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Post  cbehling on Tue Nov 16, 2010 1:51 pm


Essay construction:

First the writing topic is very broad, and very general. Then he’ll give a more specific idea, and give a personal story of someone. At the end it’s almost all personal stories. In addition, when he’s talking about personal stories, he’ll section it off so that you realize it’s something separated. You realize it’s a shift in the speaker so there’s no confusion. He shows symptoms and then you get the name for the disease. It’s the reverse of the way people normally explain diseases, however it’s much more similar to how you realize things if you personally have that disease.

“In 1991 Anne F. Wrote to me describing her experiences ‘I believe that 3 people in my immediate family agnosias’” (38)  Personal story

Patterns in structure:

He describes the symptoms, and then tells that condition. After that he’ll give a personal story of someone. He does this for every disease. Especially on page 38:

Doctor Sax and Doctor P have issues. Then he goes into Jane Goodall who can’t recognize faces, humans and chimps alike. Then it goes into the man who mistook his wife for a hat. Then it goes into the terminology.

Forward Moving Argument:

By writing.
By giving specific evidence in the form of anecdotes. Pretty much all of his evidence is anecdotal. “oh by the way, there’s a person who does this and this and this. And oh, by the way, this person has a disease called this.” (Elliot) There’s a section on page 41 that has a little bit of “based on the fact that this and this are both symptoms, some people think this, or that, the fact that there are familial ties implies that its genetic” (Em) He moves his argument forward by having (super sneaky) facts backed up by anecdotes.

What’s really forwarding the reading is the questions that he asks. Once he poses that question, you “have” to find the answer. He gently leads you there using the facts and anecdotes, but that initial question is what really leads you from one place to another.
EX: “This has been a matter of dispute ever since: is there a system dedicated only to face recognition, or is face recognition simply one function of a more general visual recognition system?”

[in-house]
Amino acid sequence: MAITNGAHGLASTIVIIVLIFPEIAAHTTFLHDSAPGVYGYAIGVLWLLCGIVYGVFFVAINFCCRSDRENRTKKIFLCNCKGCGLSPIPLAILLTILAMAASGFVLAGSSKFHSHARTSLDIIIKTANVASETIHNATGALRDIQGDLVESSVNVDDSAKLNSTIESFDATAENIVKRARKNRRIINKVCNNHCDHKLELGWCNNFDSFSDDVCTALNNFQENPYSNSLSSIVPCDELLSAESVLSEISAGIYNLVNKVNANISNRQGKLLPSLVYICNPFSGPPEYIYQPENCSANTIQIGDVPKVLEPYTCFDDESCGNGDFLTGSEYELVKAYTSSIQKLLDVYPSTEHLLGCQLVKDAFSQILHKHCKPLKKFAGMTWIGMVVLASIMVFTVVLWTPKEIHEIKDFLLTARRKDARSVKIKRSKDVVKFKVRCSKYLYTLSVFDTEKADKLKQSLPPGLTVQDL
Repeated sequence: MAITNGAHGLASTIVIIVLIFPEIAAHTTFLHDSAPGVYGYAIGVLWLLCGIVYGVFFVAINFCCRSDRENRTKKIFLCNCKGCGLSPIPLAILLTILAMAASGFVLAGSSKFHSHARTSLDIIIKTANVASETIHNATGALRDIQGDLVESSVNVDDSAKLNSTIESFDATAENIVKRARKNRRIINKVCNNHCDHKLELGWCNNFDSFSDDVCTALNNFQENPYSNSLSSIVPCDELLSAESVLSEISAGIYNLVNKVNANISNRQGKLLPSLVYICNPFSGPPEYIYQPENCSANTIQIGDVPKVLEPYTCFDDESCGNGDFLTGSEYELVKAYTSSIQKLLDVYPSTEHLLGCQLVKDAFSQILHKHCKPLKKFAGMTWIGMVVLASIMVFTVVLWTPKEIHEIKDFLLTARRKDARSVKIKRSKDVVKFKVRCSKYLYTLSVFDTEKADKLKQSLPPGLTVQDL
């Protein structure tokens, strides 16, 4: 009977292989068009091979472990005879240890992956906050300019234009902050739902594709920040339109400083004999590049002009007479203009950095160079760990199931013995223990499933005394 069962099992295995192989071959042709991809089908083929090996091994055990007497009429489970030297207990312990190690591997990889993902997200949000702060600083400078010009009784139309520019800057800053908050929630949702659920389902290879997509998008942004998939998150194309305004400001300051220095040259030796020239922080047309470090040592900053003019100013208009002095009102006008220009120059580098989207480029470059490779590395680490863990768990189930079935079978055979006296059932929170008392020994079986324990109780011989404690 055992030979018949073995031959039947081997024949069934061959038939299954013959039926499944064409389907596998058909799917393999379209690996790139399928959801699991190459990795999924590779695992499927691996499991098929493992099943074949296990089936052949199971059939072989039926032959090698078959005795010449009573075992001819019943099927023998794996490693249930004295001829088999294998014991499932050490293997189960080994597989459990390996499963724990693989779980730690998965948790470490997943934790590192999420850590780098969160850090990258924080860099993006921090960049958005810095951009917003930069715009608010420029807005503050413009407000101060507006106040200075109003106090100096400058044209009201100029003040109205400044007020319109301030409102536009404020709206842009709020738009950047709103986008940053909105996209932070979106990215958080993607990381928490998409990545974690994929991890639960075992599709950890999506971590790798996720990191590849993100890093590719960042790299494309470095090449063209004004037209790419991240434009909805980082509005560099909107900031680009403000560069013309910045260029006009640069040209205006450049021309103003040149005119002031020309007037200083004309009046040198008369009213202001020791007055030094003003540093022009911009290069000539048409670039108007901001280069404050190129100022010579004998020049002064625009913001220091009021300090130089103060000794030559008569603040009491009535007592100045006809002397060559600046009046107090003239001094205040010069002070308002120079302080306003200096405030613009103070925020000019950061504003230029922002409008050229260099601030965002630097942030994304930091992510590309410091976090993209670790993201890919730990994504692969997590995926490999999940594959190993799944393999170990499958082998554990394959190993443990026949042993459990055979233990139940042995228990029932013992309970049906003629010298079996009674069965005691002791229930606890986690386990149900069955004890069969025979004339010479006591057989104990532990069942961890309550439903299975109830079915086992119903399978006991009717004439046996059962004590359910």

Central or Main Point:

He believes that the brain functions like a network. This is the answer to the question he poses, “How does the brain function in terms of facial recognition?” Evidence of this is given when he uses examples of CT scans to show how the brain worked on people with these diseases, and he really explores how lesions in certain areas of the brain are consistent with the disease. He is interested in how an affected brain affects the way you see the world and how you think.

The brain may function as a network, but face recognition is not only linked to the one visual part of the brain, as opposed to linking to everything.
“The fusiform face area does not work in isolation: it is a vital node in a cognitive network that stretches from the occipital cortex to the pre-frontal area.” (41)


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Face-Blind Empty Good Work!

Post  MaryShelley on Fri Nov 19, 2010 12:32 pm

Dear cbehling & co,
sometimes your claim & your evidence don't line up quite right. This is particularly true of the essay construction and structure pattern questions. Sacks' essay construction is more complex than you describe. Actually, you describe a pattern more than the overall construction, here. His construction involves the layering of multiple sources.

How does your paraphrasing of pg 38 fit w your claim? It's not clear.
Your central or main point response is also garbled! The network concept dispels early notions and reflects the complexity of the brain and suggests how much we have yet to learn about how it works.
Might have helped to collaborate on the composition after the note-taking?


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